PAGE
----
“Our Metronet members deserve congratulating for standing solidly together to defend their organisation, jobs and conditions and to prevent further dangerous fragmentation.
“Their stand, in the face of hostile media attention, has been vindicated by the outcome of this dispute.
“I would also like to thank the other Tube grades who stood shoulder to shoulder with their engineering colleagues,” Bob Crow said.
The RMT also issued a statement welcoming a suggestion to re-integrate the rail network in Scotland.
As reports emerged of talks between Network Rail and Scottish Labour leaders over the possibility of the government-underwritten company taking over Scotrail operations, RMT renewed its call for a moratorium on the failed private-franchise system.
“We have argued from the start that fragmentation was the fundamental fault-line opened up by rail privatisation, and re-uniting track and train under Network Rail makes sound sense,” Bob Crow said.
“For the first time in a decade it would bring train and track back under a single, directly accountable body with a single command structure, and could provide the blueprint for ending the nightmare of rail privatisation once and for all.
“It would also mean that the huge subsidies going into rail operations would be spent on improving services rather than on lining shareholders’ pockets.
“Bringing the industry back together again will make it clear exactly who is responsible and will end the ugly spectacle of legal buck-passing in the aftermath of the disasters that privatisation has brought about.
“Public money should no longer be wasted on a franchise system that is discredited, inefficient, costly and dangerous, and it is time to bring the failed experiment to an end.”

Thursday, April 12, 2007

London news round-up

Cleaners call Ken’s bluff

RAIL and Tube cleaners last week staged a demonstration outside City Hall calling for a “living wage” of £7.20 an hour.
The protest comes after mayor Ken Livingstone announced that the amount should be set as a minimum for those working and living in London.
The transport union RMT says maintenance companies should set minimum standards of pay on subcontractors who employ the cleaners.
But the firms say they already work with subcontractors to ensure fair pay.
A spokesperson for the mayor said: “The living wage should be paid by the maintenance companies, Metronet and Tubelines, to these employees from the huge profits they make each year from the Public Private Partnership.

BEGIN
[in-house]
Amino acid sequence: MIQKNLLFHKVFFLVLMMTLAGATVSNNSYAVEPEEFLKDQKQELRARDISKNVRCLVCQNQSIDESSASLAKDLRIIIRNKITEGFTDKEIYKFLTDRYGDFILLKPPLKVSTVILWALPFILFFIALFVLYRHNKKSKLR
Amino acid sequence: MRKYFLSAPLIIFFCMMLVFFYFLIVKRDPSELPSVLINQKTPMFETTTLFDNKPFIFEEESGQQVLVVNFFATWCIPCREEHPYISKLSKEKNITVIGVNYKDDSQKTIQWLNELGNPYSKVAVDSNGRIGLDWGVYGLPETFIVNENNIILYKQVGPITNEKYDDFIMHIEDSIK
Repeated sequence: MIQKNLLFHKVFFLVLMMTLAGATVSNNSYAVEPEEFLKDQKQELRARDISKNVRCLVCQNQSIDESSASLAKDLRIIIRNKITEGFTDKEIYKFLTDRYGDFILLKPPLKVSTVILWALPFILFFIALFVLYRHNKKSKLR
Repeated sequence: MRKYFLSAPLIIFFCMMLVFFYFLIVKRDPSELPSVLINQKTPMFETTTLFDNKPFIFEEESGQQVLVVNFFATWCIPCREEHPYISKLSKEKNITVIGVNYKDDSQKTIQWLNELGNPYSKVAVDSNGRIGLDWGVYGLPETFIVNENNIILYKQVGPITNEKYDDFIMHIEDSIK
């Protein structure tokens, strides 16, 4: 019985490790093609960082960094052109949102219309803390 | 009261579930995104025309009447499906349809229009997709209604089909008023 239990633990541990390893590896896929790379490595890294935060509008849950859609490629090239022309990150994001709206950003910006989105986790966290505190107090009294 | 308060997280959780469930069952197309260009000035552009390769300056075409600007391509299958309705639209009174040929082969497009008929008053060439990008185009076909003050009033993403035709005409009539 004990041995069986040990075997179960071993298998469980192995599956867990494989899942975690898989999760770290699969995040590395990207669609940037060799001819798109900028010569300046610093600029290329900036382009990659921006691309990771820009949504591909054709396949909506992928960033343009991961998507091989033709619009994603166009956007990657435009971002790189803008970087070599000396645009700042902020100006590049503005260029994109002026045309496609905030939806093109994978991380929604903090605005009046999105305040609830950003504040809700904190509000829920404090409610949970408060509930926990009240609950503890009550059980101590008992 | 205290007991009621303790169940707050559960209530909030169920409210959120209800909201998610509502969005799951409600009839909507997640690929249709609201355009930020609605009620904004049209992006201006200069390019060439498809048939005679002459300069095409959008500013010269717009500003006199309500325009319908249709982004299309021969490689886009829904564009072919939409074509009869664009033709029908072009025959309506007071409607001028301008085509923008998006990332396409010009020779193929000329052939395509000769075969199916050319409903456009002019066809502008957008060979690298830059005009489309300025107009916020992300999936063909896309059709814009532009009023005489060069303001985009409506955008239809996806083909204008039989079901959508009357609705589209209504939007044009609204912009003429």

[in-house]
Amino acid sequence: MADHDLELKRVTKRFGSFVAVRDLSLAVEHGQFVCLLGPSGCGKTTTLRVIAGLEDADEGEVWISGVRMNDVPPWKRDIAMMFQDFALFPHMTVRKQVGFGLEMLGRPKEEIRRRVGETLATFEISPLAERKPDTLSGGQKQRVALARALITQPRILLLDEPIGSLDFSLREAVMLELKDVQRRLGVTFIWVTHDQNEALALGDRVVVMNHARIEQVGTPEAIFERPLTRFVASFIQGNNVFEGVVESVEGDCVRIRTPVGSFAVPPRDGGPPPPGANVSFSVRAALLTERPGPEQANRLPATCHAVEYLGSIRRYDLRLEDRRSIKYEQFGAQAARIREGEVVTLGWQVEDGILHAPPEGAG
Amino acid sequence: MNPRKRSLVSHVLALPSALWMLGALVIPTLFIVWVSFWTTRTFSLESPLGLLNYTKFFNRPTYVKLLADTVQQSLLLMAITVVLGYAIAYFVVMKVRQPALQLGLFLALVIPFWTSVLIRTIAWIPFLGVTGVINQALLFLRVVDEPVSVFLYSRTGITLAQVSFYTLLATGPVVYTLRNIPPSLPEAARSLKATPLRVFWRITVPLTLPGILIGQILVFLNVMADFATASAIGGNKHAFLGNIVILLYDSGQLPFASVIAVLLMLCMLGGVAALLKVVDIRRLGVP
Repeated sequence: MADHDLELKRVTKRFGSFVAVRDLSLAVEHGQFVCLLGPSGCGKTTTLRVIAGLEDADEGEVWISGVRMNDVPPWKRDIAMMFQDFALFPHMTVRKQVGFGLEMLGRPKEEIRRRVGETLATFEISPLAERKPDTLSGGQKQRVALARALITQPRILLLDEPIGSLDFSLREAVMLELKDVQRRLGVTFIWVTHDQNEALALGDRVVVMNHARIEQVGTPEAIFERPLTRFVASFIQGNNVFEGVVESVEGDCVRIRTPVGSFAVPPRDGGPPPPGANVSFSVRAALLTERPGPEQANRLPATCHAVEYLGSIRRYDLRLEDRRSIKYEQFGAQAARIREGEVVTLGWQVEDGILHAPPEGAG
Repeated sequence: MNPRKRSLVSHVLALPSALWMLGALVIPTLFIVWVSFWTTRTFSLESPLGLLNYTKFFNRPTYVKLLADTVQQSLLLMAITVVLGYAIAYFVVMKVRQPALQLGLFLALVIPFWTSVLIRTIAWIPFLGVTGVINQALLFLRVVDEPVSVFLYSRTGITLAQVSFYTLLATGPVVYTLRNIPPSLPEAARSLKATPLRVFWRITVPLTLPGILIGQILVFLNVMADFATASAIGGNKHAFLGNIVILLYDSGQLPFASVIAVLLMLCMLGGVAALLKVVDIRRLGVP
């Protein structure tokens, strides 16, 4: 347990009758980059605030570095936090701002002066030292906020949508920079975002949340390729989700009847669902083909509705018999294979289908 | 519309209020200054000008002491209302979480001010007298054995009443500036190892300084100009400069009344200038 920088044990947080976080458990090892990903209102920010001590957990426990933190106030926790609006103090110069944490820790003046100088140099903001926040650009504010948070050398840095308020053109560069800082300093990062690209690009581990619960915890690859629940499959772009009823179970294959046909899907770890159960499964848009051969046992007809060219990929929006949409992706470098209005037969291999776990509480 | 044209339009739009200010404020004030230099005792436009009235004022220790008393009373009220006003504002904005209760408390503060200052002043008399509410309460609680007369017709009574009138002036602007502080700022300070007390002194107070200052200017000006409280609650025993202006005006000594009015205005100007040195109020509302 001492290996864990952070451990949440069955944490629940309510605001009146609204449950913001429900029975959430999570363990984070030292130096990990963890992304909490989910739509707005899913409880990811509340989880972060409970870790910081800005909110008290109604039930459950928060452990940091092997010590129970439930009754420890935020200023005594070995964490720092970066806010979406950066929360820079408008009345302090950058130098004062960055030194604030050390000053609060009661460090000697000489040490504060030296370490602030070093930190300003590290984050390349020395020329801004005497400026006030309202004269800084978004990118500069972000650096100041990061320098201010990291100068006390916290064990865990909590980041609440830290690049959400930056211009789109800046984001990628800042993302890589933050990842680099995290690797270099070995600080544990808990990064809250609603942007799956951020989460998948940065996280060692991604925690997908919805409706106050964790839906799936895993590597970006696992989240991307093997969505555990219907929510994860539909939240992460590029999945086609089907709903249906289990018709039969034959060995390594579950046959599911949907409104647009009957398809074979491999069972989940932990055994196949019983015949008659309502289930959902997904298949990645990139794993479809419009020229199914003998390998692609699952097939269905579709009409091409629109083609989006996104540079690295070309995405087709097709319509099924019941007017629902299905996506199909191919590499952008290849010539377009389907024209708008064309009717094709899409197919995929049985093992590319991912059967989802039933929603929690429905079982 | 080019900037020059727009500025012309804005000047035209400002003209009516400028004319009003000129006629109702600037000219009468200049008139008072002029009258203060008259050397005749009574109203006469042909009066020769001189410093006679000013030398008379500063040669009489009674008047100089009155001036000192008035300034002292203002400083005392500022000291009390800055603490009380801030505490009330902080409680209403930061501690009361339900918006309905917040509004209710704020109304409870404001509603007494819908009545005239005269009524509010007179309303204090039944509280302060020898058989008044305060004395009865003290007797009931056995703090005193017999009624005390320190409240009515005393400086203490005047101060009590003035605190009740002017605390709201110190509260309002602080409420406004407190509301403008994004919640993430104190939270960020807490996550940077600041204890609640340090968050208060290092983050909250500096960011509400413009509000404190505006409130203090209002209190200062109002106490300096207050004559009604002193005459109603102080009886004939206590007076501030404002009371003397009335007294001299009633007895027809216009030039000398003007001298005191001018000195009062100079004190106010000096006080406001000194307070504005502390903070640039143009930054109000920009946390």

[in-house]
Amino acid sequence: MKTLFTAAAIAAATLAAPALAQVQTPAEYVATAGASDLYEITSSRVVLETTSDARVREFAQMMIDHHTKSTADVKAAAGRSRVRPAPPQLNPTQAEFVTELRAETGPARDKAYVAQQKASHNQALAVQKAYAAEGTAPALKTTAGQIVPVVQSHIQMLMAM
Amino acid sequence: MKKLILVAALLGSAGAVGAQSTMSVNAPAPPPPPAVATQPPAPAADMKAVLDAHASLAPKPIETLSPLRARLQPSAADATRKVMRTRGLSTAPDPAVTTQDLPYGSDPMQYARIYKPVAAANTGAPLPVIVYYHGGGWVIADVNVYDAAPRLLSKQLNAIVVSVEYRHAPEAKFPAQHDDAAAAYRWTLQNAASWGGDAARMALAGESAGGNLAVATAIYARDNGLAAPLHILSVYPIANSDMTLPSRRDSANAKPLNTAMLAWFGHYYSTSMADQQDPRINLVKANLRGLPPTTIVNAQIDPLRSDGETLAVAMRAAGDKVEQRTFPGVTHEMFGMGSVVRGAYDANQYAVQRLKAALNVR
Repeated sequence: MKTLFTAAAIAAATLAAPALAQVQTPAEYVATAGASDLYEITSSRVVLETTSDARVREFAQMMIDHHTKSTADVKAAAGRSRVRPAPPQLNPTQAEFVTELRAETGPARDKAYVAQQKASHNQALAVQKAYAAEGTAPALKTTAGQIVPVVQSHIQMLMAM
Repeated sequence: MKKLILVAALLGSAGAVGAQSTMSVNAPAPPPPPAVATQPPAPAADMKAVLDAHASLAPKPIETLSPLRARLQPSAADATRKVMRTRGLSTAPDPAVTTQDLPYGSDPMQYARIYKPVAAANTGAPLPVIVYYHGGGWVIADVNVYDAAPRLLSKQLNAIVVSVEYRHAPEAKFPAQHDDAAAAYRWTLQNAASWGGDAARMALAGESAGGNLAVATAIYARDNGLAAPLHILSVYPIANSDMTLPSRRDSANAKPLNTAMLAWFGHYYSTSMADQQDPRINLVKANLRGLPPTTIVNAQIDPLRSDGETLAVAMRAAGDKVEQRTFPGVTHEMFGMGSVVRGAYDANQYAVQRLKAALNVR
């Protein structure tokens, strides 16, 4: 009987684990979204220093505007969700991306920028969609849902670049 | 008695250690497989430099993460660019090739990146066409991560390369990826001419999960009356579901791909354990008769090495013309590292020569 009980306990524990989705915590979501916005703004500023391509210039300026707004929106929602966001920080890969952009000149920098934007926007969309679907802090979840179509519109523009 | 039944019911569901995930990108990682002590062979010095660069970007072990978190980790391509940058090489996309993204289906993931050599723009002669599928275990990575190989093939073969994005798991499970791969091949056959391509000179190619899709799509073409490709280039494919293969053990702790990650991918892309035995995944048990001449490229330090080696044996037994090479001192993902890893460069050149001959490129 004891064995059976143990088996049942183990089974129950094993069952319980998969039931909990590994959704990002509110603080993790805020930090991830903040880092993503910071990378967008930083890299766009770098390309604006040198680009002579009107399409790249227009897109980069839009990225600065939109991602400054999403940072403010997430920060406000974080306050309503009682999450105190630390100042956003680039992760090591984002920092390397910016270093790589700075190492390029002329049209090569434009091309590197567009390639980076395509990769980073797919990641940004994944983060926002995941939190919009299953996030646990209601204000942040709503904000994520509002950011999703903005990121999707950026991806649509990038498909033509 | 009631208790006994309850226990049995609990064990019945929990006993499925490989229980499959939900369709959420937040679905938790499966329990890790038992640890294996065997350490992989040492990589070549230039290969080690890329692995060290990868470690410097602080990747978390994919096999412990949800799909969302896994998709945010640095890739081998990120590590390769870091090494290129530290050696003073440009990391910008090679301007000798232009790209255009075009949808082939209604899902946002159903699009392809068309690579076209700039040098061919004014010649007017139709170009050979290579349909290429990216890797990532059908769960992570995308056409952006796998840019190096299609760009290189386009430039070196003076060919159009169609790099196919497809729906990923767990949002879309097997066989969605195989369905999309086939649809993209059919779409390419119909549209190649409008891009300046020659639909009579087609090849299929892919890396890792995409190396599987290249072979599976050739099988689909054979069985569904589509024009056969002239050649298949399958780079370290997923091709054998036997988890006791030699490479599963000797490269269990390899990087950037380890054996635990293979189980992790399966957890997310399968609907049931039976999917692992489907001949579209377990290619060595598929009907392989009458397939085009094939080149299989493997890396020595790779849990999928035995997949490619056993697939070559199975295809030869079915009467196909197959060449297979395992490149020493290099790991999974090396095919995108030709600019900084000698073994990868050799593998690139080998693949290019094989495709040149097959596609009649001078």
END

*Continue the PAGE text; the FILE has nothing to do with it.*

“The cost should not fall on London taxpayers and passengers,” he said.
RMT general secretary Bob Crow said: “Low pay among Tube and Rail cleaners is an absolute scandal and we insist on decent minimum employment standards.
“That means £7.20 an hour as the absolute minimum and a guarantee of 28 days’ holiday.”

Stop the fascists

The British National Party last week announced it is to stand a record 880 candidates in the May local elections and they believe they can win 100 seats. John Cruddas, the Labour MP for Dagenham where the BNP won 11 seats last year, has warned that the fascists are targeting poorer areas and hoping to take votes from Labour.
The anti-fascist organisation Searchlight has identified 92 wards that could fall to the BNP.
The most effective way of stopping this happening is to join the growing army of active anti-fascists and trade unionists going door-to-door, countering the lies and disinformation that the BNP canvassers are telling people on their doorsteps. It is important that every one of our readers who can should join them. Contact the campaign on the

Fighting against bonded labour

by New Worker correspondent

AROUND 60 people – friends, family, campaigners for peace and human rights – and others gathered in Blackheath last Sunday to celebrate the 79th birthday of Mukhtar Rana and to raise funds for the Peace and Human Rights Trust, which is fighting to free bonded labourers in Pakistan.
Mukhtar has spent his life campaigning for trade union and civil rights in Pakistan; he has been jailed after clashes with government on several occasions, once for five years. Amnesty International adopted him as a prisoner of conscience and he is now living in London but still campaigning against bonded labour.